FDIC Warns Customers That Crypto Is Not Insured

  • The Federal Deposit Insurance Corp. (FDIC) stated in a warning for depositors in American depository institutions that it does not insure crypto assets.
  • The federal agency clarified its scope of services and also asked people to not fall into projects claiming that they are approved by the agency.

The Federal Deposit Insurance Corp. (FDIC), one of two agencies that supply deposit insurance to depositors in American depository institutions, stated in a recent advisory that “some crypto companies have misrepresented to consumers” that their products are eligible for the agency’s deposit insurance coverage or that customers are insured if the crypto company fails.

The recent crypto market downturn fueled by the collapse of the Terra ecosystem, crypto lending platform Celsius and crypto service provider Voyager Digital has led to many customers wondering if their funds are safe with similar platforms. As a result, certain firms claim that they are approved and insured by the FDIC which safeguards the investors.

The agency cleared the air regarding the scope of its safeguard in the recent announcement and also published the Fact Sheet: What the Public Needs to Know About FDIC Deposit Insurance and Crypto Companies which is “intended to address some common and emerging misconceptions about deposit insurance coverage and its application.”

“FDIC deposit insurance protects bank depositors in the unlikely event that an FDIC–insured bank fails. In such an event, the FDIC insures each bank depositor up to at least $250,000. Since the FDIC began insuring deposits in 1934, no depositor has lost a penny of FDIC–insured funds as a result of a bank failure,”

the agency confirmed its history.

However, the agency followed this with the fact that the above statement “does not apply upon the failure of a non–bank, such as a crypto company.” Moreover, the FDIC also confirmed that its “insurance does not protect consumers with non–deposit products such as stocks, bonds, mutual funds, securities, commodities, or crypto assets.”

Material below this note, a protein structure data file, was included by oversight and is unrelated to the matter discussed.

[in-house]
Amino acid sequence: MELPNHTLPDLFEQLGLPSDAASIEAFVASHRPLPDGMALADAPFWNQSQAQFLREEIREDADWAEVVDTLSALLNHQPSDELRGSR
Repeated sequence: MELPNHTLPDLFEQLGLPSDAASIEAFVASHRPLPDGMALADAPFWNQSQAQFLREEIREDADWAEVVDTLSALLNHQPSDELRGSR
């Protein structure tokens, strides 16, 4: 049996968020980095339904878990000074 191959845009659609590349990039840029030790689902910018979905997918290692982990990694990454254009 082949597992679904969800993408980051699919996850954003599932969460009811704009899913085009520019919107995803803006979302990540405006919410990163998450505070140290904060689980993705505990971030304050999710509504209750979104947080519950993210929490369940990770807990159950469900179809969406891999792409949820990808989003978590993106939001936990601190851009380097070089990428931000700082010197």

The insurance corporation recently asked Voyager Digital, which had partnered with agency-insured Metropolitan Commercial Bank, to correct the “false and misleading statements” about its deposit insurance coverage wherein it claimed to be insured by the federal organization. Voyager claimed that since it had partnered with an FDIC-approved bank, its US dollars were approved by the agency as well.

The organization believes that risks associated to exposure to crypto products “are elevated when a non-bank entity offers crypto assets to the non-bank’s customers, while also offering an insured bank’s deposit products.”

“FDIC insurance does not protect against the default, insolvency, or bankruptcy of any non-bank entity,
including crypto custodians, exchanges, brokers, wallet providers, and neobanks,”

said the federal agency

On the other hand, Voyager is looking into a restructuring plan according to a previous report from BitcoinWisdon. The firm had filed for Chapter 11 bankruptcy earlier this month and is now dealing with offers from FTX and Alameda.

Additionally, we also noted that the former Chief Innovation Officer at Voyager Shingo Lavine and his father and business partner Adam Lavine, offered a new restructuring plan to the firm.

Parth Dubey Verified

A crypto journalist with over 3 years of experience in DeFi, NFT, metaverse, etc. Parth has worked with major media outlets in the crypto and finance world and has gained experience and expertise in crypto culture after surviving bear and bull markets over the years.

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